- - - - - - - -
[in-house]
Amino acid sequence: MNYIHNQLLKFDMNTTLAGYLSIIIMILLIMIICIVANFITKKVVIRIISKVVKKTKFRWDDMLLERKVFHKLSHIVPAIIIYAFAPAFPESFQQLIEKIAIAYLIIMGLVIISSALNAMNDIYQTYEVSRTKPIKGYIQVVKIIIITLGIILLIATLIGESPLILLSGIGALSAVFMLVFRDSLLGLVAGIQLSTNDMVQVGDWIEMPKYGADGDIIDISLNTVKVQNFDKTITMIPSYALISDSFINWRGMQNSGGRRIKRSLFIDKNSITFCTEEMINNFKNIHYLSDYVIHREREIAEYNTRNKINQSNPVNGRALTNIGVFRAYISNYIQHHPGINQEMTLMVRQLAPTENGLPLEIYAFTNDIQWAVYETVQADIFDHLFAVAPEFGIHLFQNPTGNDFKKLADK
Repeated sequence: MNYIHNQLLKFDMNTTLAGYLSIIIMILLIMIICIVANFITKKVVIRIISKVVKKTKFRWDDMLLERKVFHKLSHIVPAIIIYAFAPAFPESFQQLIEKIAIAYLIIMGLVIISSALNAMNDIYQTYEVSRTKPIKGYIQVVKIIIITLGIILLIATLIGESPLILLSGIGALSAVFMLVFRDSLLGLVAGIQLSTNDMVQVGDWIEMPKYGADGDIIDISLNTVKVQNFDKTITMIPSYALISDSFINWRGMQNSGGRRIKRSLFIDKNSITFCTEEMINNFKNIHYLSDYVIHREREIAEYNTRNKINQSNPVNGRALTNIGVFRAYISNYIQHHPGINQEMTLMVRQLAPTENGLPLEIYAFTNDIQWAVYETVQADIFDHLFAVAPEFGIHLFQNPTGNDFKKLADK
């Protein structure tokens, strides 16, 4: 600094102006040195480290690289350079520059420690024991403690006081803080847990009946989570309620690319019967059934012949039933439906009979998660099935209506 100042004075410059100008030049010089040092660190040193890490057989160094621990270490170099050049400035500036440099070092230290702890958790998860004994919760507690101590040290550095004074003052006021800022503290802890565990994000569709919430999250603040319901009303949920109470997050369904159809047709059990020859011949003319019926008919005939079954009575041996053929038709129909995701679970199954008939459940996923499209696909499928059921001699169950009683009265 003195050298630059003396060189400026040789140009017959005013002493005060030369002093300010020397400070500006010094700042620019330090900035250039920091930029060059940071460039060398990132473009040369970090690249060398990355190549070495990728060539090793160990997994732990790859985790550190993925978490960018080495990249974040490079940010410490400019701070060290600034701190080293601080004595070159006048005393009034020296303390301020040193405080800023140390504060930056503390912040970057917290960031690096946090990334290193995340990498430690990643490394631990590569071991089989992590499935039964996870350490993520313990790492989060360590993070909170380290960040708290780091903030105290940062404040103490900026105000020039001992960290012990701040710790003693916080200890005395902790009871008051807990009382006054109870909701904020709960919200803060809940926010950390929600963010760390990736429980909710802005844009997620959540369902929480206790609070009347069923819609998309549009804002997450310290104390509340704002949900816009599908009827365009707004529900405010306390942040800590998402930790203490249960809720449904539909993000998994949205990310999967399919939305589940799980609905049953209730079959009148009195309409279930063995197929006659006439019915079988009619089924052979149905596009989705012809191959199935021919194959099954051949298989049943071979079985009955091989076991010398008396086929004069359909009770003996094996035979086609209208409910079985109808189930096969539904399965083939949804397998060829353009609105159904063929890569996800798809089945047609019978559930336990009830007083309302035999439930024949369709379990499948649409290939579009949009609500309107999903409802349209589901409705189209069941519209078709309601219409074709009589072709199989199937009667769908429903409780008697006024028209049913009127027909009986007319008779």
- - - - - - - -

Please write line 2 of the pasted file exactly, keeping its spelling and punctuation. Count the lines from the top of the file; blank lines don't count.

Amino acid sequence: MNYIHNQLLKFDMNTTLAGYLSIIIMILLIMIICIVANFITKKVVIRIISKVVKKTKFRWDDMLLERKVFHKLSHIVPAIIIYAFAPAFPESFQQLIEKIAIAYLIIMGLVIISSALNAMNDIYQTYEVSRTKPIKGYIQVVKIIIITLGIILLIATLIGESPLILLSGIGALSAVFMLVFRDSLLGLVAGIQLSTNDMVQVGDWIEMPKYGADGDIIDISLNTVKVQNFDKTITMIPSYALISDSFINWRGMQNSGGRRIKRSLFIDKNSITFCTEEMINNFKNIHYLSDYVIHREREIAEYNTRNKINQSNPVNGRALTNIGVFRAYISNYIQHHPGINQEMTLMVRQLAPTENGLPLEIYAFTNDIQWAVYETVQADIFDHLFAVAPEFGIHLFQNPTGNDFKKLADK